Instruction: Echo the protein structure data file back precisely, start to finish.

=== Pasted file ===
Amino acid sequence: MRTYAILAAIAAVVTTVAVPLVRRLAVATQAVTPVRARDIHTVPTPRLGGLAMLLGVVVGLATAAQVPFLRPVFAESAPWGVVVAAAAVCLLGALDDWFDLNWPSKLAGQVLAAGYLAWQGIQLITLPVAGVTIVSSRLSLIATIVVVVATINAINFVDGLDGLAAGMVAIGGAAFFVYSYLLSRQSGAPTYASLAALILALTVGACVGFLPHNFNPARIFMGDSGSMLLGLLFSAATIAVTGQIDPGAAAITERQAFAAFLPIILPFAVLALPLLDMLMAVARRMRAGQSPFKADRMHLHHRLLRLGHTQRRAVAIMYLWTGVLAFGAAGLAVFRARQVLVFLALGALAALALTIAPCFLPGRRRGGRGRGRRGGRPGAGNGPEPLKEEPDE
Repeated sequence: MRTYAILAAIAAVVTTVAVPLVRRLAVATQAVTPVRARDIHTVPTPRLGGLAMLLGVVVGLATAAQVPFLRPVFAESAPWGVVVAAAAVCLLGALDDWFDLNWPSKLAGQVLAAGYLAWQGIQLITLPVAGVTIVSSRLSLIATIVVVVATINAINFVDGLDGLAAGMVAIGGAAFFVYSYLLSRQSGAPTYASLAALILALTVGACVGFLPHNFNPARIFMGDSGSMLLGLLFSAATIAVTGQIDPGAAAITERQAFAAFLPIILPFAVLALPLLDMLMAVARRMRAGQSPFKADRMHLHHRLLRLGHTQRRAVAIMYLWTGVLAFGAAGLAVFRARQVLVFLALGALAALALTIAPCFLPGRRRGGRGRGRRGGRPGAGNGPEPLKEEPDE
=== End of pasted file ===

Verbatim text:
Amino acid sequence: MRTYAILAAIAAVVTTVAVPLVRRLAVATQAVTPVRARDIHTVPTPRLGGLAMLLGVVVGLATAAQVPFLRPVFAESAPWGVVVAAAAVCLLGALDDWFDLNWPSKLAGQVLAAGYLAWQGIQLITLPVAGVTIVSSRLSLIATIVVVVATINAINFVDGLDGLAAGMVAIGGAAFFVYSYLLSRQSGAPTYASLAALILALTVGACVGFLPHNFNPARIFMGDSGSMLLGLLFSAATIAVTGQIDPGAAAITERQAFAAFLPIILPFAVLALPLLDMLMAVARRMRAGQSPFKADRMHLHHRLLRLGHTQRRAVAIMYLWTGVLAFGAAGLAVFRARQVLVFLALGALAALALTIAPCFLPGRRRGGRGRGRRGGRPGAGNGPEPLKEEPDE
Repeated sequence: MRTYAILAAIAAVVTTVAVPLVRRLAVATQAVTPVRARDIHTVPTPRLGGLAMLLGVVVGLATAAQVPFLRPVFAESAPWGVVVAAAAVCLLGALDDWFDLNWPSKLAGQVLAAGYLAWQGIQLITLPVAGVTIVSSRLSLIATIVVVVATINAINFVDGLDGLAAGMVAIGGAAFFVYSYLLSRQSGAPTYASLAALILALTVGACVGFLPHNFNPARIFMGDSGSMLLGLLFSAATIAVTGQIDPGAAAITERQAFAAFLPIILPFAVLALPLLDMLMAVARRMRAGQSPFKADRMHLHHRLLRLGHTQRRAVAIMYLWTGVLAFGAAGLAVFRARQVLVFLALGALAALALTIAPCFLPGRRRGGRGRGRRGGRPGAGNGPEPLKEEPDE